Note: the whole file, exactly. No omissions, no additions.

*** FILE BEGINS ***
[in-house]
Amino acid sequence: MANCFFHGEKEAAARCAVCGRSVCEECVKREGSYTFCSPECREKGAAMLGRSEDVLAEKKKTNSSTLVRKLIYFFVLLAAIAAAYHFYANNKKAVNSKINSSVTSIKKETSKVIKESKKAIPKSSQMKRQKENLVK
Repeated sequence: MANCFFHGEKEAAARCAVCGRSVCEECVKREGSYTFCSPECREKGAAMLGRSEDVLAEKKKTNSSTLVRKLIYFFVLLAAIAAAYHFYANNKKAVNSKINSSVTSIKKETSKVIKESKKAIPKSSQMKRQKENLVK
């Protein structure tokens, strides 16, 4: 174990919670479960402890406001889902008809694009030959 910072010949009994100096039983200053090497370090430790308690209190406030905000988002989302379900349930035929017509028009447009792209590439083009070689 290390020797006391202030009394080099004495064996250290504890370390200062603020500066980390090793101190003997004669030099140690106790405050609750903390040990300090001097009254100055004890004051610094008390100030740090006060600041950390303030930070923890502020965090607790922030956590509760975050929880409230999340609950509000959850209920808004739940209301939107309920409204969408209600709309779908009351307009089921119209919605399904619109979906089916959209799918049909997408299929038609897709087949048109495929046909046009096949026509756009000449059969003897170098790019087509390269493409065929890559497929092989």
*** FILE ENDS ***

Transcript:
[in-house]
Amino acid sequence: MANCFFHGEKEAAARCAVCGRSVCEECVKREGSYTFCSPECREKGAAMLGRSEDVLAEKKKTNSSTLVRKLIYFFVLLAAIAAAYHFYANNKKAVNSKINSSVTSIKKETSKVIKESKKAIPKSSQMKRQKENLVK
Repeated sequence: MANCFFHGEKEAAARCAVCGRSVCEECVKREGSYTFCSPECREKGAAMLGRSEDVLAEKKKTNSSTLVRKLIYFFVLLAAIAAAYHFYANNKKAVNSKINSSVTSIKKETSKVIKESKKAIPKSSQMKRQKENLVK
């Protein structure tokens, strides 16, 4: 174990919670479960402890406001889902008809694009030959 910072010949009994100096039983200053090497370090430790308690209190406030905000988002989302379900349930035929017509028009447009792209590439083009070689 290390020797006391202030009394080099004495064996250290504890370390200062603020500066980390090793101190003997004669030099140690106790405050609750903390040990300090001097009254100055004890004051610094008390100030740090006060600041950390303030930070923890502020965090607790922030956590509760975050929880409230999340609950509000959850209920808004739940209301939107309920409204969408209600709309779908009351307009089921119209919605399904619109979906089916959209799918049909997408299929038609897709087949048109495929046909046009096949026509756009000449059969003897170098790019087509390269493409065929890559497929092989």